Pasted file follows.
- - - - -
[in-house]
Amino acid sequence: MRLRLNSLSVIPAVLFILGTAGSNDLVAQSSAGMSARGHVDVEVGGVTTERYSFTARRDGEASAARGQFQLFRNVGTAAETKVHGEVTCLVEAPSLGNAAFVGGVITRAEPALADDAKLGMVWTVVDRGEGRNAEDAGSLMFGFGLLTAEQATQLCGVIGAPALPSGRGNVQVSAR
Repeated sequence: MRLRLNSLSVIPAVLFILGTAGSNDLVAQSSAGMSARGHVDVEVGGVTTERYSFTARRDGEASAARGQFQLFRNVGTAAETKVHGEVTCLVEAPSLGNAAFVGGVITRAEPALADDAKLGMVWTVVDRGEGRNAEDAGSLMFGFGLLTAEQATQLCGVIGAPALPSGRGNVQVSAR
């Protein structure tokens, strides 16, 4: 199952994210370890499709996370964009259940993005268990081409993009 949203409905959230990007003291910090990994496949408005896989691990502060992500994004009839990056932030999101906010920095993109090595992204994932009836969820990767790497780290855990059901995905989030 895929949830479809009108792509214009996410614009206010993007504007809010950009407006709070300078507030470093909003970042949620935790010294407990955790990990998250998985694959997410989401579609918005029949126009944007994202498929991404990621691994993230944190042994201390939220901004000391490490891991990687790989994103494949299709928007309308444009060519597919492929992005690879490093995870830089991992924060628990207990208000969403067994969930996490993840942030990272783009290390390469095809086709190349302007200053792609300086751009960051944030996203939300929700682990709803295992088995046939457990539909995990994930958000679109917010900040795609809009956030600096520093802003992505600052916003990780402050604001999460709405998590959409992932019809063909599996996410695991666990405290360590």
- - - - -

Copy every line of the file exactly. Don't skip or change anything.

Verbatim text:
[in-house]
Amino acid sequence: MRLRLNSLSVIPAVLFILGTAGSNDLVAQSSAGMSARGHVDVEVGGVTTERYSFTARRDGEASAARGQFQLFRNVGTAAETKVHGEVTCLVEAPSLGNAAFVGGVITRAEPALADDAKLGMVWTVVDRGEGRNAEDAGSLMFGFGLLTAEQATQLCGVIGAPALPSGRGNVQVSAR
Repeated sequence: MRLRLNSLSVIPAVLFILGTAGSNDLVAQSSAGMSARGHVDVEVGGVTTERYSFTARRDGEASAARGQFQLFRNVGTAAETKVHGEVTCLVEAPSLGNAAFVGGVITRAEPALADDAKLGMVWTVVDRGEGRNAEDAGSLMFGFGLLTAEQATQLCGVIGAPALPSGRGNVQVSAR
């Protein structure tokens, strides 16, 4: 199952994210370890499709996370964009259940993005268990081409993009 949203409905959230990007003291910090990994496949408005896989691990502060992500994004009839990056932030999101906010920095993109090595992204994932009836969820990767790497780290855990059901995905989030 895929949830479809009108792509214009996410614009206010993007504007809010950009407006709070300078507030470093909003970042949620935790010294407990955790990990998250998985694959997410989401579609918005029949126009944007994202498929991404990621691994993230944190042994201390939220901004000391490490891991990687790989994103494949299709928007309308444009060519597919492929992005690879490093995870830089991992924060628990207990208000969403067994969930996490993840942030990272783009290390390469095809086709190349302007200053792609300086751009960051944030996203939300929700682990709803295992088995046939457990539909995990994930958000679109917010900040795609809009956030600096520093802003992505600052916003990780402050604001999460709405998590959409992932019809063909599996996410695991666990405290360590």